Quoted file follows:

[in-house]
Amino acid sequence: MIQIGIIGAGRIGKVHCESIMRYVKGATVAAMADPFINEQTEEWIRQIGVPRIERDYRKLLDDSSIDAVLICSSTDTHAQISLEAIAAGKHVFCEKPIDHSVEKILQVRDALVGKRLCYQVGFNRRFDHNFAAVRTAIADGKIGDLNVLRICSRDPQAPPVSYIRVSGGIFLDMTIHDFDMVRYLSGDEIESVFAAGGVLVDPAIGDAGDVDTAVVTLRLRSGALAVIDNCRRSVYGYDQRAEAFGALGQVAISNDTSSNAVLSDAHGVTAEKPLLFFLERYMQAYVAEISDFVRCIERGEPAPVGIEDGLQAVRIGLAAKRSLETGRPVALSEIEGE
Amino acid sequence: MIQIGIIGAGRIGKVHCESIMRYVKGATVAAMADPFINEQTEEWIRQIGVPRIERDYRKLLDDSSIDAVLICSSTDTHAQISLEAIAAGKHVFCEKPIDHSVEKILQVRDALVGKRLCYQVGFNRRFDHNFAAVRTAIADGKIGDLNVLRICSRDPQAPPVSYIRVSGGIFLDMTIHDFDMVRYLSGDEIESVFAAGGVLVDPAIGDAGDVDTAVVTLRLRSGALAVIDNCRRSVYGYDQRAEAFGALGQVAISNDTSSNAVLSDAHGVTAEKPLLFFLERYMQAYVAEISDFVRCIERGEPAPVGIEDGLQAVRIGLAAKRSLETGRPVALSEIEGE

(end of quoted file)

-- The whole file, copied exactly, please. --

[in-house]
Amino acid sequence: MIQIGIIGAGRIGKVHCESIMRYVKGATVAAMADPFINEQTEEWIRQIGVPRIERDYRKLLDDSSIDAVLICSSTDTHAQISLEAIAAGKHVFCEKPIDHSVEKILQVRDALVGKRLCYQVGFNRRFDHNFAAVRTAIADGKIGDLNVLRICSRDPQAPPVSYIRVSGGIFLDMTIHDFDMVRYLSGDEIESVFAAGGVLVDPAIGDAGDVDTAVVTLRLRSGALAVIDNCRRSVYGYDQRAEAFGALGQVAISNDTSSNAVLSDAHGVTAEKPLLFFLERYMQAYVAEISDFVRCIERGEPAPVGIEDGLQAVRIGLAAKRSLETGRPVALSEIEGE
Amino acid sequence: MIQIGIIGAGRIGKVHCESIMRYVKGATVAAMADPFINEQTEEWIRQIGVPRIERDYRKLLDDSSIDAVLICSSTDTHAQISLEAIAAGKHVFCEKPIDHSVEKILQVRDALVGKRLCYQVGFNRRFDHNFAAVRTAIADGKIGDLNVLRICSRDPQAPPVSYIRVSGGIFLDMTIHDFDMVRYLSGDEIESVFAAGGVLVDPAIGDAGDVDTAVVTLRLRSGALAVIDNCRRSVYGYDQRAEAFGALGQVAISNDTSSNAVLSDAHGVTAEKPLLFFLERYMQAYVAEISDFVRCIERGEPAPVGIEDGLQAVRIGLAAKRSLETGRPVALSEIEGE